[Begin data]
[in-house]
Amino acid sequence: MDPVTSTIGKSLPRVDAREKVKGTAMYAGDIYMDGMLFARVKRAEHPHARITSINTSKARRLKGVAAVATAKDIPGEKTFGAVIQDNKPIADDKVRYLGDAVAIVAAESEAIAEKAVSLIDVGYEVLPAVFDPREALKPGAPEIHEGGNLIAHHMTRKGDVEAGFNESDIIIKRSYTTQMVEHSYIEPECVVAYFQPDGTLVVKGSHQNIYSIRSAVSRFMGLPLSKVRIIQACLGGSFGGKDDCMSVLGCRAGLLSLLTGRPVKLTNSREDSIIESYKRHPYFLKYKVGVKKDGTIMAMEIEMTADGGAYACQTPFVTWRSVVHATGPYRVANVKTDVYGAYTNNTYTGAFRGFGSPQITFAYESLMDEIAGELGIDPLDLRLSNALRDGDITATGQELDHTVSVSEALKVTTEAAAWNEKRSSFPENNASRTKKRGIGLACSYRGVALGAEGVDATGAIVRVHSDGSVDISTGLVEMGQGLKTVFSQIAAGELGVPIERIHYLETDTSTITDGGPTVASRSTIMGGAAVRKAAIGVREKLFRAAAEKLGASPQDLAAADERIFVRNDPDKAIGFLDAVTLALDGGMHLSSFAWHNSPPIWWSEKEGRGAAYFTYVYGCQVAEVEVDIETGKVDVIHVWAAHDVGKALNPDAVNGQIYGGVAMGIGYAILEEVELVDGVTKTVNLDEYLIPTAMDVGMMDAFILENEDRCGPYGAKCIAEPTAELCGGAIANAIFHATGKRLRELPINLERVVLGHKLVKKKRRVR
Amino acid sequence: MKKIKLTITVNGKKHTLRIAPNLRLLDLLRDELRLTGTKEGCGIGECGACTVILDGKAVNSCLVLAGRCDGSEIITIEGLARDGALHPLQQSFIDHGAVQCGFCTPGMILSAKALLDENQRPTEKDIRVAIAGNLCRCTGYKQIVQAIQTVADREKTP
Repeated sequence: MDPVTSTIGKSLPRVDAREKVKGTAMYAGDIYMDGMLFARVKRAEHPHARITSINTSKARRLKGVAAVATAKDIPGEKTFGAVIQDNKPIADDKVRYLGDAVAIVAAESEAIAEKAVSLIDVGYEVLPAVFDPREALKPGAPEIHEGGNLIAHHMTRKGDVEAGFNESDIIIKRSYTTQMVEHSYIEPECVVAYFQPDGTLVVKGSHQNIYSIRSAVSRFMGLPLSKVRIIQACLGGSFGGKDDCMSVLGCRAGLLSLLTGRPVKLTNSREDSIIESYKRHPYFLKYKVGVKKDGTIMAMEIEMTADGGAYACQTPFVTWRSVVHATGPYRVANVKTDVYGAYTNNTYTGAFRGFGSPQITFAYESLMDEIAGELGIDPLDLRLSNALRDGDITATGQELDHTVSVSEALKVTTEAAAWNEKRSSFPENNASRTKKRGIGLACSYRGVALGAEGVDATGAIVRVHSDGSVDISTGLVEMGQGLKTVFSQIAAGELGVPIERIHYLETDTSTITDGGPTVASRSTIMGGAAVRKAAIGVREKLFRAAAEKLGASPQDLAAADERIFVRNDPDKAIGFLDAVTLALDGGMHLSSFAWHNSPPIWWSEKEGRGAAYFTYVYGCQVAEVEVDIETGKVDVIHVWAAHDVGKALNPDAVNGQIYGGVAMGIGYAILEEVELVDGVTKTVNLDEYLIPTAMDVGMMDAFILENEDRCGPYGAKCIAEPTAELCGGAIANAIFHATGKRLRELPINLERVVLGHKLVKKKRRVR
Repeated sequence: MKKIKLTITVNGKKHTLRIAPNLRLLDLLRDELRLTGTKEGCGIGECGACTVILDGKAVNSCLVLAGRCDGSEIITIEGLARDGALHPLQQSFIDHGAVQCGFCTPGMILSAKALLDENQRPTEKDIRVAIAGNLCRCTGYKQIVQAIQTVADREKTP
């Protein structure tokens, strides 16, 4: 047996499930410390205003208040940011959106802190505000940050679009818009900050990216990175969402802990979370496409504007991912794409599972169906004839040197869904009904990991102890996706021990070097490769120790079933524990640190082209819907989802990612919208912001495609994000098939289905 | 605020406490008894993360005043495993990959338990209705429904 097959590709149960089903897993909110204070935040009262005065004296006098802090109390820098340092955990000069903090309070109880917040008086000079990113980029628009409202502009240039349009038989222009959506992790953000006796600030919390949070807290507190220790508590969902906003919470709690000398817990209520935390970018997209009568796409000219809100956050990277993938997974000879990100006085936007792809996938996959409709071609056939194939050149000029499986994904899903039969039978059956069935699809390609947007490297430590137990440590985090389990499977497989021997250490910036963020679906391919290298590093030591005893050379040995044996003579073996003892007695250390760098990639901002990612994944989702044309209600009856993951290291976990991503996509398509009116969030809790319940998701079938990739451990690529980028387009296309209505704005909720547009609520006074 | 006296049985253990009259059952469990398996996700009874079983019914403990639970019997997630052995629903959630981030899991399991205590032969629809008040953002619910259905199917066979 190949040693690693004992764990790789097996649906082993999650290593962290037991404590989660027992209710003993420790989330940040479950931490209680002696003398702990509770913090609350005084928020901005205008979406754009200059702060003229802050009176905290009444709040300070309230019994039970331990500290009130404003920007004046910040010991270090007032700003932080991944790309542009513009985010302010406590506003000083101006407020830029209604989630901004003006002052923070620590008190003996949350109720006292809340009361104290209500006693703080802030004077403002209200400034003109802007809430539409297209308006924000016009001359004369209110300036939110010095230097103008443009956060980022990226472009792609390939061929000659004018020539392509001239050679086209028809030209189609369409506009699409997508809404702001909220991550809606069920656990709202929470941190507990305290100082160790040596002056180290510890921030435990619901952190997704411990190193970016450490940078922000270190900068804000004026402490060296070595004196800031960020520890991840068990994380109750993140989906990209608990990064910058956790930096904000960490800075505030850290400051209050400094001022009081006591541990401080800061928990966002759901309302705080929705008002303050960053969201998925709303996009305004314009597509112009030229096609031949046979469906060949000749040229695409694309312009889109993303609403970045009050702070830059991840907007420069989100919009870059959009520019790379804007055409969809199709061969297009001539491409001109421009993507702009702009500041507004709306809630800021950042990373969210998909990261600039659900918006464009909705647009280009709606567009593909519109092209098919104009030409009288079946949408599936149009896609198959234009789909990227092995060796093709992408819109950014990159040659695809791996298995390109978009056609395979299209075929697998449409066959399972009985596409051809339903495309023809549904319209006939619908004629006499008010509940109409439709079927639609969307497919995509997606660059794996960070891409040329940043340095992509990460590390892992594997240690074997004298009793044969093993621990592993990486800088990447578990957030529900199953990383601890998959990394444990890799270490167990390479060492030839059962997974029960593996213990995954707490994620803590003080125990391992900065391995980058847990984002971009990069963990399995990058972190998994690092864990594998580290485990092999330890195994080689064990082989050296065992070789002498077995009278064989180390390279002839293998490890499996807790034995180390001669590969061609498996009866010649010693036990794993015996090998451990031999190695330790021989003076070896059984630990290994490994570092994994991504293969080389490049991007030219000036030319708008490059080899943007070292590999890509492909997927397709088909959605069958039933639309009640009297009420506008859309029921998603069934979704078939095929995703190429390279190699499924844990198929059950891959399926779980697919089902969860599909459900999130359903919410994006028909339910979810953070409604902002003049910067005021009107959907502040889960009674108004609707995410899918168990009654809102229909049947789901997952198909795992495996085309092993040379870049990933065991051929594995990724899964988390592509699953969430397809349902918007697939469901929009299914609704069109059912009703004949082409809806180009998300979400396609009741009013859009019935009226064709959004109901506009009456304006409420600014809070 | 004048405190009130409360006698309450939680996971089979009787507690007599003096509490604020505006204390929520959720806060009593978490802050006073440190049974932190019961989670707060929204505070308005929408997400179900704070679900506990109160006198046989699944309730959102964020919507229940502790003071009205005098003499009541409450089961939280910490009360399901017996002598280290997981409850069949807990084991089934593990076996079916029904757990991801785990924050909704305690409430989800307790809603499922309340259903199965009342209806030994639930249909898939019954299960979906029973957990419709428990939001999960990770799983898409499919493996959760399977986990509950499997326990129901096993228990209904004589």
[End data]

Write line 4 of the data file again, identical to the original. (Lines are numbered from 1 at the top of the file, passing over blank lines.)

Repeated sequence: MDPVTSTIGKSLPRVDAREKVKGTAMYAGDIYMDGMLFARVKRAEHPHARITSINTSKARRLKGVAAVATAKDIPGEKTFGAVIQDNKPIADDKVRYLGDAVAIVAAESEAIAEKAVSLIDVGYEVLPAVFDPREALKPGAPEIHEGGNLIAHHMTRKGDVEAGFNESDIIIKRSYTTQMVEHSYIEPECVVAYFQPDGTLVVKGSHQNIYSIRSAVSRFMGLPLSKVRIIQACLGGSFGGKDDCMSVLGCRAGLLSLLTGRPVKLTNSREDSIIESYKRHPYFLKYKVGVKKDGTIMAMEIEMTADGGAYACQTPFVTWRSVVHATGPYRVANVKTDVYGAYTNNTYTGAFRGFGSPQITFAYESLMDEIAGELGIDPLDLRLSNALRDGDITATGQELDHTVSVSEALKVTTEAAAWNEKRSSFPENNASRTKKRGIGLACSYRGVALGAEGVDATGAIVRVHSDGSVDISTGLVEMGQGLKTVFSQIAAGELGVPIERIHYLETDTSTITDGGPTVASRSTIMGGAAVRKAAIGVREKLFRAAAEKLGASPQDLAAADERIFVRNDPDKAIGFLDAVTLALDGGMHLSSFAWHNSPPIWWSEKEGRGAAYFTYVYGCQVAEVEVDIETGKVDVIHVWAAHDVGKALNPDAVNGQIYGGVAMGIGYAILEEVELVDGVTKTVNLDEYLIPTAMDVGMMDAFILENEDRCGPYGAKCIAEPTAELCGGAIANAIFHATGKRLRELPINLERVVLGHKLVKKKRRVR